[+] References

    • Ackerfield, J. 2012. The Flora of Colorado. Colorado State University Herbarium. 433 pp.
    • Colorado Natural Heritage Program. 2008. The Fifth Annual Colorado Rare Plant Symposium: G2 Plants of Colorado. Symposium Minutes. Available on-line
    • Colorado Natural Heritage Program. 2012. Biodiversity Tracking and Conservation System. Colorado State University, Fort Collins, CO.
    • Flora of North America Editorial Committee, ed. (FNA). 1993+. Flora of North America North of Mexico. Oxford Univ. Press, New York, Oxford.
    • Harrington, H.D. 1954. Manual of the plants of Colorado. Sage Press, Chicago. 666 pp.
    • Heil, K.D., S.L. O'Kane Jr., L.M. Reeves, and A. Clifford, 2013. Flora of the Four Corners Region, Vascular Plants of the San Juan River Drainage; Arizona, Colorado, New Mexico, and Utah. Missouri Botanical Garden Press, St. Louis, Missouri. 1098 pp.
    • Kartesz, J.T. 1994. A synonymized checklist of the vascular flora of the United States, Canada, and Greenland. 2nd edition. 2 vols. Timber Press, Portland, OR.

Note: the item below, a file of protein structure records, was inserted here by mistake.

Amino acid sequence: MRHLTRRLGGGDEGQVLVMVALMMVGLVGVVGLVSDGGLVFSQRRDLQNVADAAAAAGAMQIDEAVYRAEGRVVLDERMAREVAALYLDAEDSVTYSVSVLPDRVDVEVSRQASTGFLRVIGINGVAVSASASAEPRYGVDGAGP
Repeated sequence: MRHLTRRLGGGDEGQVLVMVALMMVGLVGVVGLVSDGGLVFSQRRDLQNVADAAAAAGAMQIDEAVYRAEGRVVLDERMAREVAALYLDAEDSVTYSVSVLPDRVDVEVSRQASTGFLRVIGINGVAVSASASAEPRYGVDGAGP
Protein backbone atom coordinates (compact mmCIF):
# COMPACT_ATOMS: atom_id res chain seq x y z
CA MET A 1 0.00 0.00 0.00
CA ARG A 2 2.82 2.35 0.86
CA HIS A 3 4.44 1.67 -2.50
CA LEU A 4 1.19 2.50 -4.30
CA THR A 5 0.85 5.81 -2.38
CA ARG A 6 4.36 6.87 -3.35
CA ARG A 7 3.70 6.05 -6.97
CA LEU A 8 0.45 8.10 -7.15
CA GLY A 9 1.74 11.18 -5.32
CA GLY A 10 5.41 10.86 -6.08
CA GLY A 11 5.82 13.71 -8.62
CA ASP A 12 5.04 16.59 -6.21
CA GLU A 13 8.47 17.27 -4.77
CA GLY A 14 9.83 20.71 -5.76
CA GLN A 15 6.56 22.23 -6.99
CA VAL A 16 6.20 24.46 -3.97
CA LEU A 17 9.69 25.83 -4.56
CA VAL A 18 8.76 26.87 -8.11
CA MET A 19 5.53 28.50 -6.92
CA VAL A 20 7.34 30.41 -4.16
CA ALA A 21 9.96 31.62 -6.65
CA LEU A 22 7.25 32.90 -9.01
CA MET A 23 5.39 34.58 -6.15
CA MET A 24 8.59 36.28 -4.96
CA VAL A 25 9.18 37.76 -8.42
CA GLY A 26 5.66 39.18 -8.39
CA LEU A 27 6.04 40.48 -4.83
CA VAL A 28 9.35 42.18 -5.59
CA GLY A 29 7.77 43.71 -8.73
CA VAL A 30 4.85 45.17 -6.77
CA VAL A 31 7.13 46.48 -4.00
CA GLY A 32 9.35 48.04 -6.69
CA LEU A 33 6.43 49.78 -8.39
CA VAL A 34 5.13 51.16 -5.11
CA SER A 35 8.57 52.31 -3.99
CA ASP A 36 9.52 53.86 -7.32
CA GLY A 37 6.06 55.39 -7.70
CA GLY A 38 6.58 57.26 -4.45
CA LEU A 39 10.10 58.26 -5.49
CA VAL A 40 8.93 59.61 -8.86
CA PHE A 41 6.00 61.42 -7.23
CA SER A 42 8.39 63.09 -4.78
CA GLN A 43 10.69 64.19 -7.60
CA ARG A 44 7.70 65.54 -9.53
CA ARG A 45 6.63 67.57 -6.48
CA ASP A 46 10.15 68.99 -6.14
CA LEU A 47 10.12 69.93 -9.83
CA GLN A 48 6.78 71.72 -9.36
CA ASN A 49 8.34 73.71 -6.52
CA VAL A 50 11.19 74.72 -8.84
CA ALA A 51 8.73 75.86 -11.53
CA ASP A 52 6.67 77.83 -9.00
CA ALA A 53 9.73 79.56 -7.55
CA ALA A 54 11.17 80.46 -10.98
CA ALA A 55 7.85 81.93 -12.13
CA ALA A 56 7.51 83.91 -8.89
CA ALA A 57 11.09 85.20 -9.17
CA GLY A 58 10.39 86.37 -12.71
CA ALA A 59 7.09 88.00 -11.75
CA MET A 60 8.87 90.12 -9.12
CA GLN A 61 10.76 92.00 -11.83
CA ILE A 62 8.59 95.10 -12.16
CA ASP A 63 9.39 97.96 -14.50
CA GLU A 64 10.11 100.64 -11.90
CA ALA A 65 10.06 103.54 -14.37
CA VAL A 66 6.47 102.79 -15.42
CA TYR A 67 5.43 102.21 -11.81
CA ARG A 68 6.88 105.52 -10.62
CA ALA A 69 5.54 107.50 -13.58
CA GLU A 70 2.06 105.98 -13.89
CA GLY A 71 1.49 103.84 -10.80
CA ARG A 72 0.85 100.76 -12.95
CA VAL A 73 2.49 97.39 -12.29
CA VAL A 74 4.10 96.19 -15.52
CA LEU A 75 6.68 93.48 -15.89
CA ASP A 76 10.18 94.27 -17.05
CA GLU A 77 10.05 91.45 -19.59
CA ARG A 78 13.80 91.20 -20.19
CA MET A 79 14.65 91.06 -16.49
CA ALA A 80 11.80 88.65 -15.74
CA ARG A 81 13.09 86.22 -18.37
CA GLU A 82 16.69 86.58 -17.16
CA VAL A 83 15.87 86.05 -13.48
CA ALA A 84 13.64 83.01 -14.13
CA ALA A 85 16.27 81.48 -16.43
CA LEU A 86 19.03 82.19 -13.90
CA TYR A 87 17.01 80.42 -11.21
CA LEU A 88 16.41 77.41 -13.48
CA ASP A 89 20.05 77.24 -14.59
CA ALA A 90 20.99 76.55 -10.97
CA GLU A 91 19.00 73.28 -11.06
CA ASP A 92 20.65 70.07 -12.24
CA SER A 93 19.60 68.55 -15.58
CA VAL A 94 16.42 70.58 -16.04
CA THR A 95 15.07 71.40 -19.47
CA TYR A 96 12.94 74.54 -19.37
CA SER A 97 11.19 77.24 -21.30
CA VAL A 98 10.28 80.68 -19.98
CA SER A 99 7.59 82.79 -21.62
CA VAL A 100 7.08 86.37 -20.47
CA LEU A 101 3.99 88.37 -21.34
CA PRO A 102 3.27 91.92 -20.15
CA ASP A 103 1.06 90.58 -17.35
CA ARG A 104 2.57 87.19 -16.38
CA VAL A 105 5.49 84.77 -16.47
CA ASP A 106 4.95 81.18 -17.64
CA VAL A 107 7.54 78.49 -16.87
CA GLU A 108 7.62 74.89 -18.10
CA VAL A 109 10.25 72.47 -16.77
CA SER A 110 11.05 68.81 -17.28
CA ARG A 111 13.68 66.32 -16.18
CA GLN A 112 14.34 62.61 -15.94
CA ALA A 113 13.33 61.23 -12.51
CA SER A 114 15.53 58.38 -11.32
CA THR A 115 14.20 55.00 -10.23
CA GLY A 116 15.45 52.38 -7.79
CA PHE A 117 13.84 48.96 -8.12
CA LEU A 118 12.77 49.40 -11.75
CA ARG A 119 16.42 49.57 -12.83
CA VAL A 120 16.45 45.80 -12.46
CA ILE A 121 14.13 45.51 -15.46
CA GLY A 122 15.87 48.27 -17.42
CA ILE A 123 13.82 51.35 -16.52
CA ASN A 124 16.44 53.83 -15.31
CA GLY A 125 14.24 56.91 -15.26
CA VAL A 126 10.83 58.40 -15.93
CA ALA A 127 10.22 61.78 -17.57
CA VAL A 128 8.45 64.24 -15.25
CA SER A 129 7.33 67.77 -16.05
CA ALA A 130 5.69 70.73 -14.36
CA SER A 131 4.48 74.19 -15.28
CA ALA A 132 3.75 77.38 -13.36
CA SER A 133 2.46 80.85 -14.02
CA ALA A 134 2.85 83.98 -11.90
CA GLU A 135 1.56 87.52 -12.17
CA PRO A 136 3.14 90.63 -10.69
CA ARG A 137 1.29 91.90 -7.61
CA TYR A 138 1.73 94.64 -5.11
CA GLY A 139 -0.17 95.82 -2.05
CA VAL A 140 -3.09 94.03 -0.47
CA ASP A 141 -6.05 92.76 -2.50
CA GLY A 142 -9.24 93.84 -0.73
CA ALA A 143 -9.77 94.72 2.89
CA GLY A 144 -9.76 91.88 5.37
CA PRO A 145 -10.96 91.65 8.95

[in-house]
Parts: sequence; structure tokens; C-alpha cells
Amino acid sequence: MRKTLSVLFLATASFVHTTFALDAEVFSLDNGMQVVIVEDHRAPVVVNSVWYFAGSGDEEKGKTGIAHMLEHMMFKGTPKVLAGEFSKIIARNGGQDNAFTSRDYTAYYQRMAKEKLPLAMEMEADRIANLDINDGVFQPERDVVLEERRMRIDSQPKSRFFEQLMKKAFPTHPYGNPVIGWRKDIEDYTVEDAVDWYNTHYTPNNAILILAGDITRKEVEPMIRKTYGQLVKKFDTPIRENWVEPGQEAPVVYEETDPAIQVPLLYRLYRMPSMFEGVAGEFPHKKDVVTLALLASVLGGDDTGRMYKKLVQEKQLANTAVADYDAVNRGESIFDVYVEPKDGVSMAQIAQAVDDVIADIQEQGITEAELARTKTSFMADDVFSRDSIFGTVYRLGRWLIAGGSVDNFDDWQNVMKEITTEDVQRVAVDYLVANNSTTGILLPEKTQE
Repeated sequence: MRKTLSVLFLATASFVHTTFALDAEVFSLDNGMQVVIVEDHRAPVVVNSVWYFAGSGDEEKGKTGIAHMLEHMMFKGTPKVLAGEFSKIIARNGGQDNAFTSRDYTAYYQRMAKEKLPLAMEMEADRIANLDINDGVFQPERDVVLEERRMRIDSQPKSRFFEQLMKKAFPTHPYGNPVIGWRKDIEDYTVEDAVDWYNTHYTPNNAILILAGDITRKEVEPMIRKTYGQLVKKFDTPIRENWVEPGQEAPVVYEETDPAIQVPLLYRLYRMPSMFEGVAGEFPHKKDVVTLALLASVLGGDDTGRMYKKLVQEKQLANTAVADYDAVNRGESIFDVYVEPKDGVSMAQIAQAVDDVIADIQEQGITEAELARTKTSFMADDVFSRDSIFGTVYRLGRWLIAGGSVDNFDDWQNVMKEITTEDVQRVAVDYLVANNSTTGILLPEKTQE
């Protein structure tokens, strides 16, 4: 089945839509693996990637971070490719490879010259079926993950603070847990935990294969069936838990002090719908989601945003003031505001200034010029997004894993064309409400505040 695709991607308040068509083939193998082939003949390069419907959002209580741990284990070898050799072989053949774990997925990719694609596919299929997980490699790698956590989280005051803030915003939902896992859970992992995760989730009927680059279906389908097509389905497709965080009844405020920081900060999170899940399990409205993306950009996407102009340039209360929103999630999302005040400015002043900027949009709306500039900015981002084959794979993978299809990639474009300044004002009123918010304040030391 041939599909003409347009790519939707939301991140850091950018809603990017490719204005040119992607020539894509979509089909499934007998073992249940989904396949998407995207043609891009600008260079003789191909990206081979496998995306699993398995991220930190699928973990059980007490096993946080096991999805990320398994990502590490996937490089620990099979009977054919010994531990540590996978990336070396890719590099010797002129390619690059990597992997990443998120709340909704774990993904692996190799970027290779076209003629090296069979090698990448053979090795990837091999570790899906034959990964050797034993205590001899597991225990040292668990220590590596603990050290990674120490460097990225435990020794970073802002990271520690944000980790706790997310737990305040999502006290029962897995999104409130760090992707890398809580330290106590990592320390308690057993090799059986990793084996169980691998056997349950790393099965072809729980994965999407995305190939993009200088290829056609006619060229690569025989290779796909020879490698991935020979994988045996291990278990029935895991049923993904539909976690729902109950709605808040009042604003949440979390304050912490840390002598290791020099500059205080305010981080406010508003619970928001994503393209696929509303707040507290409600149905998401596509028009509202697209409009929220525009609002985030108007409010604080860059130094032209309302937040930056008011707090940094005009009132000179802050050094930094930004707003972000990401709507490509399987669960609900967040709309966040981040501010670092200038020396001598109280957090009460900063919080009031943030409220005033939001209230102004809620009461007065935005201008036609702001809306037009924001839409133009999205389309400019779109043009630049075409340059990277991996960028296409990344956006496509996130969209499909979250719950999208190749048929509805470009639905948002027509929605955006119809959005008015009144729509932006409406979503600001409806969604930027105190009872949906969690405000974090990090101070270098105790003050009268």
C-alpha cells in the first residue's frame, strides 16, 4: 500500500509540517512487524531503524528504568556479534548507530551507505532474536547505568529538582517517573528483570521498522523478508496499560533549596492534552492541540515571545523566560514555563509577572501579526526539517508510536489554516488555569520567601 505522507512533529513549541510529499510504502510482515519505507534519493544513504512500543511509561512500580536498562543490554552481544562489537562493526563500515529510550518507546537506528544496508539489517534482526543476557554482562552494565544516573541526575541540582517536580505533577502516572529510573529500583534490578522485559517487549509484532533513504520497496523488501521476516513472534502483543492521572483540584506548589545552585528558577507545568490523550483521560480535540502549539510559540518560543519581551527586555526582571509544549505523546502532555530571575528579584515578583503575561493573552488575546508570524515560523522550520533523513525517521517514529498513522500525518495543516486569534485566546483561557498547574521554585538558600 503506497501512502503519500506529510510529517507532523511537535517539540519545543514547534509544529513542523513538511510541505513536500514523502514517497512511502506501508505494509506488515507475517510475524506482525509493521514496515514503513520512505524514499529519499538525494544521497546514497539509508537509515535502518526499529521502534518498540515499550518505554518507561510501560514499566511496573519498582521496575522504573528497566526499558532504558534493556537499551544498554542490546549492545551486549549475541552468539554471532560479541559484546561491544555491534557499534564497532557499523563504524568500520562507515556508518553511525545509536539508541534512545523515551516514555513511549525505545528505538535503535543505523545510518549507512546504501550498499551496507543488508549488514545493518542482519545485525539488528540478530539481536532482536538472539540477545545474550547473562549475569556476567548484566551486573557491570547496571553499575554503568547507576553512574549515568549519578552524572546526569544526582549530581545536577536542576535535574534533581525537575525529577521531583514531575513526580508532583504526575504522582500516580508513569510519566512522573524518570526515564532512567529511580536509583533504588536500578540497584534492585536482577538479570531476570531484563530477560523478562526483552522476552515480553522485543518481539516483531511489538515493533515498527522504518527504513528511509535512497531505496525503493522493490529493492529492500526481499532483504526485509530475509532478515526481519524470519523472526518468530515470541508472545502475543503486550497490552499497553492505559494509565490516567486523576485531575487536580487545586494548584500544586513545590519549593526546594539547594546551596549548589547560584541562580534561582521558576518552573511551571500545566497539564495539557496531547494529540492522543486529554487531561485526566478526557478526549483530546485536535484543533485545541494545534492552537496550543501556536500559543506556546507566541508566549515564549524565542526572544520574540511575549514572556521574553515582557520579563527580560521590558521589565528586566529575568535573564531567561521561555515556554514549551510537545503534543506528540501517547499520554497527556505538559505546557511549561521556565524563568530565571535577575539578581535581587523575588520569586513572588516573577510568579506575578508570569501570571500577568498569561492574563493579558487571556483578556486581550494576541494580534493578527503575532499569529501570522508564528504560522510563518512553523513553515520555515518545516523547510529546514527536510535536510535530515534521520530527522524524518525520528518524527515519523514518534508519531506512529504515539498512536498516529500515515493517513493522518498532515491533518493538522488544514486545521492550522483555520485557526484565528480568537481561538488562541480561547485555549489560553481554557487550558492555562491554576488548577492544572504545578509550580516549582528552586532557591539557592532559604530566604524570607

• Lavender, A.E., M.M. Fink, S.E. Linn, D.M. Theobald. 2011. Colorado Ownership, Management, and Protection v9 Database. Colorado Natural Heritage Program and Geospatial Centroid, Colorado State University, Fort Collins, CO. (30 September).
    • Neely, B., S. Panjabi, E. Lane, P. Lewis, C. Dawson, A. Kratz, B. Kurzel, T. Hogan, J. Handwerk, S. Krishnan, J. Neale, and N. Ripley. 2009. Colorado Rare Plant Conservation Strategy, Developed by the Colorado Rare Plant conservation Initiative. The Nature Conservancy, Boulder, Colorado, 117 pp.
    • Rondeau, R., K. Decker, J. Handwerk, J. Siemers, L. Grunau, and C. Pague. 2011. The state of Colorado's biodiversity 2011. Prepared for The Nature Conservancy. Colorado Natural Heritage Program, Colorado State University, Fort Collins, Colorado.
    • Schneider, A. 2013. Wildflowers, ferns, and trees of the Four Corners regions of Colorado, New Mexico, Arizona, and Utah. Online:
    • USDA, NRCS. 2013. The PLANTS Database. National Plant Data Team, Greensboro, NC 27401-4901 USA.
    • Weber, W. A. and R. C. Wittmann. 2012. Colorado Flora, Western Slope, A Field Guide to the Vascular Plants, Fourth Edition. Boulder, Colorado. 532 pp.
    • Weber, W.A., and R.C. Wittmann. 1996a. Colorado flora: Eastern slope. Revised edition. Univ. Press of Colorado, Niwot, Colorado. 524 pp.